Word around the campfire is that the legend of “El Dorado,” what was believed by many conquistadores and explorers to be a lost city and vast kingdom of GOLD in the “New World” — has its origins in what is now modern day Colombia.
Legend has it (depicted in the second photo above) that when the Spanish began to explore the interiors of South America in the 15th Century, they heard stories of a Muisca King in the Andes who would cover himself in gold dust during different indigenous ceremonies and rituals. Along with other elaborate gold pieces and works, he would then dive from a raft into the sacred waters of a Lake Guatavita.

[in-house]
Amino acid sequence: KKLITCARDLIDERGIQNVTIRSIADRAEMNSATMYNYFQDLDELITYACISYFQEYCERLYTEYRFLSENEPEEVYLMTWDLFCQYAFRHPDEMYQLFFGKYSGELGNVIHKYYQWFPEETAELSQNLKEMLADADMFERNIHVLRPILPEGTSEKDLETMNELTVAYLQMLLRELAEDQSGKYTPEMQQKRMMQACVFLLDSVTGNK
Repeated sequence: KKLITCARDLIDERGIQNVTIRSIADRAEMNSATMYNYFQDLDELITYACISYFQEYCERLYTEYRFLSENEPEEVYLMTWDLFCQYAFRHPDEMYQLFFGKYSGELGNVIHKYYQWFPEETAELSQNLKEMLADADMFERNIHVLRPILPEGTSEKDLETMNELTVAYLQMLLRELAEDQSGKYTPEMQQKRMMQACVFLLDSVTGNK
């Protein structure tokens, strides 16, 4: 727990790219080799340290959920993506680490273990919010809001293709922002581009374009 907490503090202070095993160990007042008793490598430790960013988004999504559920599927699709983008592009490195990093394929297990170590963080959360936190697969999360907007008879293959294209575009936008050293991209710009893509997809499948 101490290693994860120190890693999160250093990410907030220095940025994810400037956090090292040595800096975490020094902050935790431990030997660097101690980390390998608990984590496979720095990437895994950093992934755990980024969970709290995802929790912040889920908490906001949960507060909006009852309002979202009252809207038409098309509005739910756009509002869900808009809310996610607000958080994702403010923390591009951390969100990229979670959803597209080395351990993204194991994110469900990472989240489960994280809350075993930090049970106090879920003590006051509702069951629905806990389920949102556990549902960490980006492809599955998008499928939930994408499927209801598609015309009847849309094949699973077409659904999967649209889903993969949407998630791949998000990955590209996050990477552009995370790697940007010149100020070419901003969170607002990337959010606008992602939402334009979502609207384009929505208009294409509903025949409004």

According to reports, the Spanish called this chief “El Dorado,” or the gilded one, which, through word-of-mouth eventually gave way to the different tales of the long, lost city made of Gold.
Most of the gold found in Colombia during that time is long lost by now; however, what little bit does remain — actually the largest collection in the world — is housed and exhibited in the Museo del Oro in Bogotá, Colombia.
Here are a few images of different pre-hispanic gold works and pieces that still survive today.